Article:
New Illinois Athletic Director Mike Thomas said he won’t make a decision until after the season is over, so I wouldn’t expect to hear anything concrete until after the season’s final game- next Saturday at the Minnesota Golden Gophers.
Sure, there might be a bowl game, but the axe could fall on Zook’s head a week from Sunday.
The Illini blew a 10-point second half lead to Wisconsin, as the Badgers had TD drives of 2, 30, 44, and 39 yards. No, that’s not a typo, it’s an indication of how POOR the Illini special teams are. And how their offense keeps turning it over, but that’s another story for another time.
For now, I’ll list (in no particular order) the top 5 fireable qualities in Ron Zook WITHOUT mentioning his 34-50, 18-37 in the Big Ten record while at Illinois. That’s obviously reason #1; the W-L record speaks for itself.
1. People vote with their feet, see the introductory picture
Illinois is averaging around 50,000 fans a game this year, in a stadium that seats just over 60,000. If you want to know where the University will get the $2.8 million it will cost to buy out the last two years of Zook’s contract, look at the attendance figures. By that, I mean do a cost/benefit analysis of the tickets not being sold, think of the opportunity cost of all the fans who will (not might, but will) come back after Zook is gone.
The decision of former Athletic Director Ron Guenther to give Zook an extension a few years back, and a raise last year is looking a lot like the Carlos Zambrano and Alfonso Soriano contracts during the Sam Zell regime with the Cubs. Pay the money now, let the next owner worry about ROI later.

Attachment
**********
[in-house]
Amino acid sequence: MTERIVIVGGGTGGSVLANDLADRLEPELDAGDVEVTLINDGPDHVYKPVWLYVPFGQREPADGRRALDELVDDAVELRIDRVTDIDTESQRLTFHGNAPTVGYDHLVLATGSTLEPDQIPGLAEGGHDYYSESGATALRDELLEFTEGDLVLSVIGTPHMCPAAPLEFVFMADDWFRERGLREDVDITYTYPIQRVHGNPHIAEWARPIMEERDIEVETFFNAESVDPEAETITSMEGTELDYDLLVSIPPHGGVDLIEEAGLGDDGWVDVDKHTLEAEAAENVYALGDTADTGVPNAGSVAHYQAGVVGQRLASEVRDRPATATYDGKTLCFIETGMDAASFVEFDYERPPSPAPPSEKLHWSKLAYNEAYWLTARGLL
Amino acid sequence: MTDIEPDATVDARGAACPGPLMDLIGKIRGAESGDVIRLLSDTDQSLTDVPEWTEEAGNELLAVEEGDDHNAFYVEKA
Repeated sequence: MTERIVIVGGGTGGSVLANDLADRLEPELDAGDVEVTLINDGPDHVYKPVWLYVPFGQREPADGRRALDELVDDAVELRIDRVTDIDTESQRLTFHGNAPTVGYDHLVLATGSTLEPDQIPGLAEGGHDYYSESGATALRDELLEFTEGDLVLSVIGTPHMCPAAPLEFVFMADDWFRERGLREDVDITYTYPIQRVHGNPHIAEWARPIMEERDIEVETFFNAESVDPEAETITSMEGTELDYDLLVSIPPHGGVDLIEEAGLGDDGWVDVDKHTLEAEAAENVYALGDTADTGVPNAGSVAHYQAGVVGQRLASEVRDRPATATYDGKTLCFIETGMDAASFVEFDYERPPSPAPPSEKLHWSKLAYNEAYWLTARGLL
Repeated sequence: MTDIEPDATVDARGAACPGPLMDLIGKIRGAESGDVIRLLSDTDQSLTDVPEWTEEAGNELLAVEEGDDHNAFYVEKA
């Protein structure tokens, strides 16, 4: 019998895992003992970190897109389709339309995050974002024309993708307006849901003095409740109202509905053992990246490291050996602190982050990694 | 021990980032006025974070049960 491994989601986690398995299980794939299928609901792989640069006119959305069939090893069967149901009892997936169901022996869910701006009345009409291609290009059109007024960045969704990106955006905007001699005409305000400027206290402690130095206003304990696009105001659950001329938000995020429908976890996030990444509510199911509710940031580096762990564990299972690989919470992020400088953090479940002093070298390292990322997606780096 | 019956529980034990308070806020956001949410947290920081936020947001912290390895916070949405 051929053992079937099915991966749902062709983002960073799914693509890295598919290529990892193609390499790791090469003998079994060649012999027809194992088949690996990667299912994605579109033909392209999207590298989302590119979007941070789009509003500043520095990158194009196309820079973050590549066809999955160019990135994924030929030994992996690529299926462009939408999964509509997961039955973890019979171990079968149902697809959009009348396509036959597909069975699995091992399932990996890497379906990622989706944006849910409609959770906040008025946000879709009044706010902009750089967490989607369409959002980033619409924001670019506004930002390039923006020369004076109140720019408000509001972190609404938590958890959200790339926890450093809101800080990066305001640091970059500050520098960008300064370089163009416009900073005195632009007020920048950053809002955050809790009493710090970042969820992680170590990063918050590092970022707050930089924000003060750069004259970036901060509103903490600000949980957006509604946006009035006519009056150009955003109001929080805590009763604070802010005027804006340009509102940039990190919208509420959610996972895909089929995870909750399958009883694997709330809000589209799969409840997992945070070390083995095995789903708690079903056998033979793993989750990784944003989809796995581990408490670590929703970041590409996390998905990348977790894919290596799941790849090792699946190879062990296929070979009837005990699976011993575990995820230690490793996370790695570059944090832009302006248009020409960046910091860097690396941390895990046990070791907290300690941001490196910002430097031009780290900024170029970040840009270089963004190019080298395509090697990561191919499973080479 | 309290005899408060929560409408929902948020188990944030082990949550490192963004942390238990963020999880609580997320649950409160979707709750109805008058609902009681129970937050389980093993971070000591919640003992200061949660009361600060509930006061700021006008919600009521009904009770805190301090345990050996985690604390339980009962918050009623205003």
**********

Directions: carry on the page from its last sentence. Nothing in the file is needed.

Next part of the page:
2. His play-calling, and then his public explanation of his play-calling
His play-calling is bad enough, but the way he defends his play-calling to the media (especially after the Western Michigan game, when his bad decision making and even worse, his rationale for those decisions, almost gave the Illini win away to an inferior MAC team) is intelligence insulting. I often forget that to much of America his name is a punch-line. The WMU game this year, the Ohio State game last year, and then there’s the 2006 loss to the Indiana Hoosiers, in which Zook inexplicably went for 2-pt conversions not once, but twice (both attempts failed) with the game tied early in the second quarter of what ended up being a 1-pt loss. The Zooker told the media afterward that the decisions didn’t matter.
Even though it was a ONE point loss (32-31).
So there’s three examples, but believe me there’s plenty more.
3. Recruiting, his supposed strength, has tailed off
Yes, the Martez Wilson, Arrelious Benn, Vontae Davis class was one of the best in college football that season. However, what has he really done in recruiting since then? Rashard Mendenhall was a Ron Turner recruit. And the three future NFL guys I mentioned above all had at least season among their three in Champaign in which they really struggled.